RSS 2.0 Feed

» Welcome Guest Log In :: Register

Pages: (7) < 1 2 3 4 5 [6] 7 >   
  Topic: The Global Warming Thread, Featuring Rep. Sheila Butt (R-TN)< Next Oldest | Next Newest >  
khan



Posts: 1528
Joined: May 2007

(Permalink) Posted: Mar. 02 2013,13:56   

Quote (stevestory @ Mar. 02 2013,13:31)
I had an old physics professor who thought civilization was a new and fairly brief phase before we went back to being subsistence farmers/hunters. I thought it was an amusing quirk.

Now, the more I read about climate change and Peak Oil, the less amusing I find it.

This might be the answer to the fermi paradox--technological civilizations wreck themselves before they get anywhere else.

And civilization shall not rise again as we shall have used up all the easily accessible carbon fuels and metals.

--------------
"It's as if all those words, in their hurry to escape from the loony, have fallen over each other, forming scrambled heaps of meaninglessness." -damitall

That's so fucking stupid it merits a wing in the museum of stupid. -midwifetoad

Frequency is just the plural of wavelength...
-JoeG

  
Erasmus, FCD



Posts: 6349
Joined: June 2007

(Permalink) Posted: Mar. 02 2013,14:42   

Quote (stevestory @ Mar. 02 2013,13:31)
I had an old physics professor who thought civilization was a new and fairly brief phase before we went back to being subsistence farmers/hunters. I thought it was an amusing quirk.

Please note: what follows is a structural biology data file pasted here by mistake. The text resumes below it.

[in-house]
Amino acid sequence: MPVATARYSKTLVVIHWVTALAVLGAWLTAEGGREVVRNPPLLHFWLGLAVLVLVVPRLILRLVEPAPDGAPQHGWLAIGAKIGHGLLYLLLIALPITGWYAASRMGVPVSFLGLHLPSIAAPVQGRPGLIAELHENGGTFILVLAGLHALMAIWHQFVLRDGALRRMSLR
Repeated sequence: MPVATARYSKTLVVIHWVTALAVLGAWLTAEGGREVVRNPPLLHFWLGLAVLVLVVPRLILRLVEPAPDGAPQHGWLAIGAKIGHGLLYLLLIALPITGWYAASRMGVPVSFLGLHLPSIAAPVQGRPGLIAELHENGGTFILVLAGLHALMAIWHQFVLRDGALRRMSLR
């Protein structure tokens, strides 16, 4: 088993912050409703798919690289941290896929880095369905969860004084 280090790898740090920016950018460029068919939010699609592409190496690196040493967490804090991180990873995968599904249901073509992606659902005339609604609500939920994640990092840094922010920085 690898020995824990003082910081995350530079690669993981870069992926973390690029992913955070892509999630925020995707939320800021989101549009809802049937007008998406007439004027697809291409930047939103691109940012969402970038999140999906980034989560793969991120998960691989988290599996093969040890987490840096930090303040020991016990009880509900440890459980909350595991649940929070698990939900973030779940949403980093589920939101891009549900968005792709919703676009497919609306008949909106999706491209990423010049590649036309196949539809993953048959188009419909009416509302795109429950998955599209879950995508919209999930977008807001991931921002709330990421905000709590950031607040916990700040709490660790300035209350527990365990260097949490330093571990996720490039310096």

Now, the more I read about climate change and Peak Oil, the less amusing I find it.

This might be the answer to the fermi paradox--technological civilizations wreck themselves before they get anywhere else.

cf. Derrick Jensen

--------------
You're obviously illiterate as hell.Peach, bro.-FtK

Finding something hard to believe based on the evidence, is science.-JoeG

the odds of getting some loathsome taint are low-- Gordon E Mullings Manjack Heights Montserrat

I work on molecular systems with pathway charts and such.-Giggles

  
Richardthughes



Posts: 10762
Joined: Jan. 2006

(Permalink) Posted: Mar. 02 2013,15:04   

Quote (khan @ Mar. 02 2013,13:56)
Quote (stevestory @ Mar. 02 2013,13:31)
I had an old physics professor who thought civilization was a new and fairly brief phase before we went back to being subsistence farmers/hunters. I thought it was an amusing quirk.

Now, the more I read about climate change and Peak Oil, the less amusing I find it.

This might be the answer to the fermi paradox--technological civilizations wreck themselves before they get anywhere else.

And civilization shall not rise again as we shall have used up all the easily accessible carbon fuels and metals.

The reboot is MUCH harder..

--------------
"Richardthughes, you magnificent bastard, I stand in awe of you..." : Arden Chatfield
"You magnificent bastard! " : Louis
"ATBC poster child", "I have to agree with Rich.." : DaveTard
"I bow to your superior skills" : deadman_932
"...it was Richardthughes making me lie in bed.." : Kristine

  
Lou FCD



Posts: 5402
Joined: Jan. 2006

(Permalink) Posted: Mar. 02 2013,16:36   

Quote (stevestory @ Mar. 02 2013,13:31)
I had an old physics professor who thought civilization was a new and fairly brief phase before we went back to being subsistence farmers/hunters. I thought it was an amusing quirk.

Now, the more I read about climate change and Peak Oil, the less amusing I find it.